The Catalan Minister for Foreign Action, Institutional Relations and Transparency, Alfred Bosch, has given a lecture entitled “Democracy and the rule of law: issues raised by the Catalan crisis at the outset of the trial against pro-independence leaders” at the French Institute for International and Strategic Affairs (IRIS) in Paris.
The minister began his lecture by stressing that fundamental rights are a key pillar of full democracy: “We appeal to the French state to defend and uphold democracy and republican values.”
Bosch noted that the Spanish state has failed to respect fundamental rights and said the trial on charges arising from the 1 October referendum was a mistake: “The Spanish state refuses to find a political solution to this political issue. That’s a historic mistake. Perhaps it would be appropriate to ask about the roots of the Spanish judiciary, an heir to Francoism.”
Bosch said that 12 activists and public figures are being tried for having organised a referendum, even though the Spanish Congress of Deputies decriminalised the organisation of referendums when it amended the law in 2015.
The minister also pointed out that in the rest of Europe, politicians facing accusations from Spanish courts are free, whereas in Spain their colleagues are now on trial for crimes they did not commit. “There can be no crime of sedition or rebellion without violence,” he said, adding that the only violence on 1 October was that inflicted by the state.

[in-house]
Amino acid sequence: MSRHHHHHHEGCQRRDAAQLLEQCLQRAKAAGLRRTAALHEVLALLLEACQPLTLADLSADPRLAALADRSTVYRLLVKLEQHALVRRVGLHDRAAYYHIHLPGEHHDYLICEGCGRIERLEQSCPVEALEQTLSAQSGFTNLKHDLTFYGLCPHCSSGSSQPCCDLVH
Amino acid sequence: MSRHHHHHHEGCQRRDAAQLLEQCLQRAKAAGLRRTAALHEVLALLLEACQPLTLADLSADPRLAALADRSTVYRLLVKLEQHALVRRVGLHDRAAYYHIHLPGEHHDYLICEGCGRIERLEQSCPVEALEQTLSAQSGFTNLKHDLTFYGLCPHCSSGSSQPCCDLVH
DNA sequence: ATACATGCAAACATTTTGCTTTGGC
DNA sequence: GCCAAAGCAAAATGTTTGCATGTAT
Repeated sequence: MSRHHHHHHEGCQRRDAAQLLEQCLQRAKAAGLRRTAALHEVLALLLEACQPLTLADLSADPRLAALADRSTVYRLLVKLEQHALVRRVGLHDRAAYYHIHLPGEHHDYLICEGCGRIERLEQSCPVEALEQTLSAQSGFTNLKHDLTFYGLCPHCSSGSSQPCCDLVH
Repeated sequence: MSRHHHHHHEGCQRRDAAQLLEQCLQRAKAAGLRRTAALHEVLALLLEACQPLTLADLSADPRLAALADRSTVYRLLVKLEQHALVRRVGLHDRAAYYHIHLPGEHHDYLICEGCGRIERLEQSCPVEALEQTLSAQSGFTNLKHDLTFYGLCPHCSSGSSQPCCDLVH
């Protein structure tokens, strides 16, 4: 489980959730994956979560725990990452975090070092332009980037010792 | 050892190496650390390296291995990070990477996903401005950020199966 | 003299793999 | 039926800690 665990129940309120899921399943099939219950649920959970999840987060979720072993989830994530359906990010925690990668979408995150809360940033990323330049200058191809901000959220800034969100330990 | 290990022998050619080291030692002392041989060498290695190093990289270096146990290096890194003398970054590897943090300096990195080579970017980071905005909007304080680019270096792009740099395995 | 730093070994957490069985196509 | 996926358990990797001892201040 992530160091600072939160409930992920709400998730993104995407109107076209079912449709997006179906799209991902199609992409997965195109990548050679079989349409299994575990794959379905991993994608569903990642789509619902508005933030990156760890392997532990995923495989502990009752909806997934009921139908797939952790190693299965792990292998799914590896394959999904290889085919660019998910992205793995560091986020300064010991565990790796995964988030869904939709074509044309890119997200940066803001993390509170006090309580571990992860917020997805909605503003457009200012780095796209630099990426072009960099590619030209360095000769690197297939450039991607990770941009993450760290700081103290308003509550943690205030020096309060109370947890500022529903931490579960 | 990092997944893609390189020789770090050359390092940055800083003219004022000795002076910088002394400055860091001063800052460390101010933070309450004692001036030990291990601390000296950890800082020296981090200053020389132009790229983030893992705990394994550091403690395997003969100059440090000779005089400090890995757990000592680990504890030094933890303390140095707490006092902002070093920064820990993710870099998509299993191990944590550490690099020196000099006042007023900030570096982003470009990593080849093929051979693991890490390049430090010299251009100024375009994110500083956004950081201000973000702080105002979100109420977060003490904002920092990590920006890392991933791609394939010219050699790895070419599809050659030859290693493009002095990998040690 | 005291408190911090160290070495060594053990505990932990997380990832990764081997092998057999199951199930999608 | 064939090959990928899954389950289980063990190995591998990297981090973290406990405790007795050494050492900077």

Among the future scenarios he set out, Bosch stressed the need to negotiate an agreed referendum with the Spanish state as a clear path to a more democratic, dialogue-based solution.
The minister drew a distinction between his tour of European cities and the actions recently undertaken by the Spanish state: “We won’t take the kind of approach being pursued by the Spanish government, which is spending a million euros on its Global Spain initiative and carrying out a campaign called ‘This is the Real Spain’ that’s being paid for by all taxpayers.”
Bosch concluded by warning of the emergence of far-right groups on the political scene and noting the pressure they are putting on the government in Spain: “If repression continues, and in the absence of separation of powers, the kind of abuses affecting Catalonia will become widespread.”